Support for Difficult Conversations with Aging Adults
Doctors and qualified healthcare providers now have assistance with tackling this sensitive issue. There are a number of resources to help. Consider:
- Reviewing End-of-Life Discussions: The Art of Delivering Bad News to plan to address end-of-life issues, decide when to initiate conversations, find out whom to include in the conversation and be aware of other general guidelines;
- Watching The Conversation video from the Rock Center that shows an actual dialogue between physician, patient and family. The physician calmly and compassionately guides the patient through a series of advance care planning questions;
- Learning more about advance directives by state from the National Hospice and Palliative Care Organization;
- Honing communication skills for patient-centered advance care planning from AAFP that provides key recommendations for the late stage of a disease, identifies phrases to avoid or clarify, addresses cultural diversity and individual preference and more; and
- Viewing the Frontline video, Being Mortal, from the perspective of Atul Gawande, Boston surgeon, as he discusses doctor-patient relationships as patients get closer to the end of their lives, his own experience with his father and the often uncomfortable situations being pressed upon physicians.
Even when hospitals, clinics, health centers, and geriatric communities do not currently offer training, there are videos, webinars, courses and resources available online that can assist in educating health professionals. Doctors and staff can learn to better engage aging adults and discuss the alternatives necessary as patients get older, need additional assistance, or have to come to terms with their final wishes when it comes to their health needs. Those that are terminally ill and in their final stage of life need compassionate care as they surrender to the inevitably of death and live the last period of their life with a sense of dignity. Atul Gawande said:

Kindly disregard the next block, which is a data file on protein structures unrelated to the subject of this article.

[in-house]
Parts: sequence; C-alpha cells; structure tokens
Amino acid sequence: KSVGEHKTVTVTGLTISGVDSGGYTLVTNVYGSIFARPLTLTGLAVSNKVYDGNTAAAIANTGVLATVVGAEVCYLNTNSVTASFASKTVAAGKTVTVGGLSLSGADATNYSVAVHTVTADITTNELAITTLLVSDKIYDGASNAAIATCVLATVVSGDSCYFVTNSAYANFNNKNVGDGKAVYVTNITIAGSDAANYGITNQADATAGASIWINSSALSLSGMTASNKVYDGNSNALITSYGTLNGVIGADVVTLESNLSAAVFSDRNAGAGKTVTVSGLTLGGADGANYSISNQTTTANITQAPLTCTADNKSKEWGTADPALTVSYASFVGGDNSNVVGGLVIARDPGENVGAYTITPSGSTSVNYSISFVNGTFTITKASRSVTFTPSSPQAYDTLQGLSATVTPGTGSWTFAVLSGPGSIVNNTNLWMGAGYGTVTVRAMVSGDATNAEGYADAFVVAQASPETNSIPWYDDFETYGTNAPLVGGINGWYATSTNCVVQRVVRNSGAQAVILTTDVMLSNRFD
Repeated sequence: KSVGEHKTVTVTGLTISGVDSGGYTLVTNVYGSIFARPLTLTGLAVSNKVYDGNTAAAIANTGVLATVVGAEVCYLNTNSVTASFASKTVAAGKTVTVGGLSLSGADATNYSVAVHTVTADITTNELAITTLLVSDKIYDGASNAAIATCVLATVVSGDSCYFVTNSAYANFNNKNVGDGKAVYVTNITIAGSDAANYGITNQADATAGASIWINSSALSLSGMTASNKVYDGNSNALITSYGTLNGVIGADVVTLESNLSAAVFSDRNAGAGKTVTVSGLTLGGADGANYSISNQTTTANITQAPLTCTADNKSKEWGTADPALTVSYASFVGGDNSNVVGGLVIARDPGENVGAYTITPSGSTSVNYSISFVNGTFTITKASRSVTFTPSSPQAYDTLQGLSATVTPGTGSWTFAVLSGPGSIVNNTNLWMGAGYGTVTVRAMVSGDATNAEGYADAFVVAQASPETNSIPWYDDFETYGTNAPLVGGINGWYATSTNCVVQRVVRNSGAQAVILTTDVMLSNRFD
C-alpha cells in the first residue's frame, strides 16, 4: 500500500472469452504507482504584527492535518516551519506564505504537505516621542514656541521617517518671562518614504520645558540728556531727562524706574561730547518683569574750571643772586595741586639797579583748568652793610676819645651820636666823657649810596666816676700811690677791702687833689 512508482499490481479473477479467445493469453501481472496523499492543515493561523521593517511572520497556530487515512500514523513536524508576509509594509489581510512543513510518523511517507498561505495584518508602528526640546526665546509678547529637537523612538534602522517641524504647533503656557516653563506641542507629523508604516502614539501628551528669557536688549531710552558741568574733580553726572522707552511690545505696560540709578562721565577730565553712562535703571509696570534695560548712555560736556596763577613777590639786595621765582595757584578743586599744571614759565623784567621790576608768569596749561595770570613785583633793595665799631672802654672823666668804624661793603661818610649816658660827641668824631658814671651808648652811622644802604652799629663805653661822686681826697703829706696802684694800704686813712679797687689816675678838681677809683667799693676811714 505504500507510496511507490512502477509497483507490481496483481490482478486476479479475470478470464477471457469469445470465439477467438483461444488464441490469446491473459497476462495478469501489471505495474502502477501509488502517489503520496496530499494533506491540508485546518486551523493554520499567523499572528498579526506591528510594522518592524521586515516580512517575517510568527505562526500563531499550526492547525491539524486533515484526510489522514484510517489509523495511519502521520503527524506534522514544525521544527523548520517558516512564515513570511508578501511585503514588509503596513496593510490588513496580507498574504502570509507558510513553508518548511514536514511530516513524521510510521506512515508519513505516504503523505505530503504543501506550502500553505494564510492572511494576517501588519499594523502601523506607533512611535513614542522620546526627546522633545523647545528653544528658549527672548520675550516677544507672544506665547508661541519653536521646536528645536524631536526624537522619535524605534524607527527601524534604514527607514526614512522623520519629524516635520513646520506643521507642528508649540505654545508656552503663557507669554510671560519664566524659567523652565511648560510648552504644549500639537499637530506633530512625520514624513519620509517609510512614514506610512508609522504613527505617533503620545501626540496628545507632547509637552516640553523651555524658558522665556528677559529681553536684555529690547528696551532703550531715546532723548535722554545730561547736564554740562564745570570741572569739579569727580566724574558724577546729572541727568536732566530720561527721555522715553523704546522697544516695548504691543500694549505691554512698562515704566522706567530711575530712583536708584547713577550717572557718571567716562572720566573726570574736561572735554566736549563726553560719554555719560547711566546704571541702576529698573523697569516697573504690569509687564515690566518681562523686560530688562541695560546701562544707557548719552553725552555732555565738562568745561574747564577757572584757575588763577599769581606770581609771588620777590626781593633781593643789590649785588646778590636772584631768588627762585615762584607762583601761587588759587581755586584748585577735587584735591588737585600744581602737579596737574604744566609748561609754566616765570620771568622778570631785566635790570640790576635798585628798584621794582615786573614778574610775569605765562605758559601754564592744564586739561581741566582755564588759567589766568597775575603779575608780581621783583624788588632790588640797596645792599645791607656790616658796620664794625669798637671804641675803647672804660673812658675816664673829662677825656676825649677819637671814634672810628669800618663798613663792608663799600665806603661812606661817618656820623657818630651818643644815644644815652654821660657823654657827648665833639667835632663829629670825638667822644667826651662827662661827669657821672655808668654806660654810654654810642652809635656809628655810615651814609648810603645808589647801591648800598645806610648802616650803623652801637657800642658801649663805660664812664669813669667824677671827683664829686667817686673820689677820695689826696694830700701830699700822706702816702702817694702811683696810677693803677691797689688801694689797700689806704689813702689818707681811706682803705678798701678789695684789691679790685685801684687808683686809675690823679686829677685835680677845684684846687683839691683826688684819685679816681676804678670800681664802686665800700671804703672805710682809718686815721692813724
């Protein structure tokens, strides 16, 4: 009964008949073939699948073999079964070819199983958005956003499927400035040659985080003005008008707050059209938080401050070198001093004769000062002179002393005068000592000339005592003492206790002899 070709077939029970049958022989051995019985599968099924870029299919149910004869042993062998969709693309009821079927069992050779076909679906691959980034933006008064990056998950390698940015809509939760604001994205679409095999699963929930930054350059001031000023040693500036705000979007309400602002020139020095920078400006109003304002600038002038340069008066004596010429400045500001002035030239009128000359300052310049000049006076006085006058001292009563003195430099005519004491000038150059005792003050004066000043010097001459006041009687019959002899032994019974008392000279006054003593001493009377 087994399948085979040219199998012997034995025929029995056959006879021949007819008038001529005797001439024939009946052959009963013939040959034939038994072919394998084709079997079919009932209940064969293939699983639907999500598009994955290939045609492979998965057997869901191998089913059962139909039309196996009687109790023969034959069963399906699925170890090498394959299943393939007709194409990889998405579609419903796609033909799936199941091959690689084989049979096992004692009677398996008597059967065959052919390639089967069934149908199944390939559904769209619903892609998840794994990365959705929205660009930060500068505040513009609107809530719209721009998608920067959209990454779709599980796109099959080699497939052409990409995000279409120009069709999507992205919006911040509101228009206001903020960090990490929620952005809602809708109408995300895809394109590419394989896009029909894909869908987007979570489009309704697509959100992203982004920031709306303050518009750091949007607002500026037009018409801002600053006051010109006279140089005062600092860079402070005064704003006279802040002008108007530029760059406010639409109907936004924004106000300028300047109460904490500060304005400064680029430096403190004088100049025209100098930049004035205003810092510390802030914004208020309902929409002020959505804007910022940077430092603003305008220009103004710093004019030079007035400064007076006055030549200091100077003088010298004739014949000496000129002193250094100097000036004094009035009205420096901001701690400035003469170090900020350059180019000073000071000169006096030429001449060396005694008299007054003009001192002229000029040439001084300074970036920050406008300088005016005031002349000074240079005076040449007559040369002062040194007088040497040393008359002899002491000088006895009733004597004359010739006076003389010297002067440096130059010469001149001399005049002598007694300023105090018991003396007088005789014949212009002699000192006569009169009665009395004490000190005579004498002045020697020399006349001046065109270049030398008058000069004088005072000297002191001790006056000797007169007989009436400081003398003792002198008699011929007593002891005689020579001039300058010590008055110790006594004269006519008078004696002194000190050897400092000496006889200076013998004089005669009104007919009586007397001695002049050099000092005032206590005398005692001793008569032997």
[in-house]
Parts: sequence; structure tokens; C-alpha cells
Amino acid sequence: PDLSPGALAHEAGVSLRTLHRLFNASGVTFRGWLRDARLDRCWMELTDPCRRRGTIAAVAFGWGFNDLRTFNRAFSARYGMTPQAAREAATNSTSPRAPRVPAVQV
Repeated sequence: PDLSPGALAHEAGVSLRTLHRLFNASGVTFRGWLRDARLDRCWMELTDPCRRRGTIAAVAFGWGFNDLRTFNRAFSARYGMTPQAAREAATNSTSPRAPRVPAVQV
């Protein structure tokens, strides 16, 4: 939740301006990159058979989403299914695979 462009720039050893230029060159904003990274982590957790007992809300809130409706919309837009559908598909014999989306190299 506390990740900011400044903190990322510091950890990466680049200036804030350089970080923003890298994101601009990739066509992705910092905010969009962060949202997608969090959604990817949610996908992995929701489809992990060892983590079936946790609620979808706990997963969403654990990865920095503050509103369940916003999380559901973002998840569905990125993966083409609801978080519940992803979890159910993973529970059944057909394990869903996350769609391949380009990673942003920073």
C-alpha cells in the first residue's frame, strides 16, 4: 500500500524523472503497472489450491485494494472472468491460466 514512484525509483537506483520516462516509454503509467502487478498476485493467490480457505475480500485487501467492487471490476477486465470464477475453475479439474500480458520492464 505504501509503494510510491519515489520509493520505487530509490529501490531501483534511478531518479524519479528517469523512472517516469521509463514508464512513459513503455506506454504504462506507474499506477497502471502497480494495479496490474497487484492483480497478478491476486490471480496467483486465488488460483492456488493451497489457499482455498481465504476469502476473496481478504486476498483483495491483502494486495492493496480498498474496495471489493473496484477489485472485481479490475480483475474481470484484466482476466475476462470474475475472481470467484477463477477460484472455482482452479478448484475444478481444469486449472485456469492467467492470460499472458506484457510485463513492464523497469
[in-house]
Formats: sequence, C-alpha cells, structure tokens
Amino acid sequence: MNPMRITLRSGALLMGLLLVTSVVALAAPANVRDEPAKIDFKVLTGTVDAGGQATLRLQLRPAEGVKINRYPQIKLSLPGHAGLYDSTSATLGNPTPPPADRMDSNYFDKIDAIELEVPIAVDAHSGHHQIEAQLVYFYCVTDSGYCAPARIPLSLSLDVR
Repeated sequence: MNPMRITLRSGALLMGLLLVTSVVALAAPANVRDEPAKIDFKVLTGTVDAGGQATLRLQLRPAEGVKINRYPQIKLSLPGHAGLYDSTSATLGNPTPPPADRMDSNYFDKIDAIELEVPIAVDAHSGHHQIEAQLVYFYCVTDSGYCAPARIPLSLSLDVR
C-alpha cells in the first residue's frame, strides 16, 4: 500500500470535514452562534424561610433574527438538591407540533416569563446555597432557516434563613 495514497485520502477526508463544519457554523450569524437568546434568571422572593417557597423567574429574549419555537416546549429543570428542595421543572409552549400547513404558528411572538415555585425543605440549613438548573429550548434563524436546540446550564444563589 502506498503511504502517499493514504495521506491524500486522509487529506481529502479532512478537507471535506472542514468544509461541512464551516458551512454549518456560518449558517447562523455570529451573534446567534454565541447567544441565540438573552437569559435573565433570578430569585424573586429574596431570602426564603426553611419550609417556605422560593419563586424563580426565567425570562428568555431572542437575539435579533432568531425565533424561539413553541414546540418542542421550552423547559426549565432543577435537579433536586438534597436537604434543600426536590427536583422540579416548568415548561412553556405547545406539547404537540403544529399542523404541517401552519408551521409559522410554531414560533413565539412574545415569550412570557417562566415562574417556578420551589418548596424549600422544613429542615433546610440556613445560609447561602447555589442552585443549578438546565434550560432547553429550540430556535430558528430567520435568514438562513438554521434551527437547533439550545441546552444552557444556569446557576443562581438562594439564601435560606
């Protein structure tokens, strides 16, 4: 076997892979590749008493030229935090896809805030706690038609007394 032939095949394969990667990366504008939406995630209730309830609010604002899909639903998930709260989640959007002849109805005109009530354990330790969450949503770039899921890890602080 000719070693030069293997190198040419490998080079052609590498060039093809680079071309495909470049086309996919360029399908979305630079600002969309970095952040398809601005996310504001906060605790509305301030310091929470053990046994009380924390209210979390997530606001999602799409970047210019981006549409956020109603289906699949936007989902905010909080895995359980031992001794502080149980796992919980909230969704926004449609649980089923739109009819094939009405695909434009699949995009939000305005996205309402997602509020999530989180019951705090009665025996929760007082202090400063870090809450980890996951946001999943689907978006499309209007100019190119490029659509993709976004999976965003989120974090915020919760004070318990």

“The simple view is that medicine exists to fight death and disease, and that is, of course, its most basic task. Death is the enemy. But the enemy has superior forces. Eventually, it wins. And, in a war that you cannot win, you don’t want a general who fights to the point of total annihilation. You don’t want Custer. You want Robert E. Lee, someone who knew how to fight for territory when he could and how to surrender when he couldn’t, someone who understood that the damage is greatest if all you do is fight to the bitter end.”
Families, mental health professionals, case managers, and doctors need to take the next steps in preparing for talking about death and gather guidance and support for aging adults that deserve to live and die on their own terms. These important conversations must happen and health providers are in the perfect place to facilitate potentially emotionally charged conversations and objectively offer the options best suited to an individual’s unique situation. Resources and support continue to emerge to provide qualified professionals with guidance in carrying out this important responsibility with patients.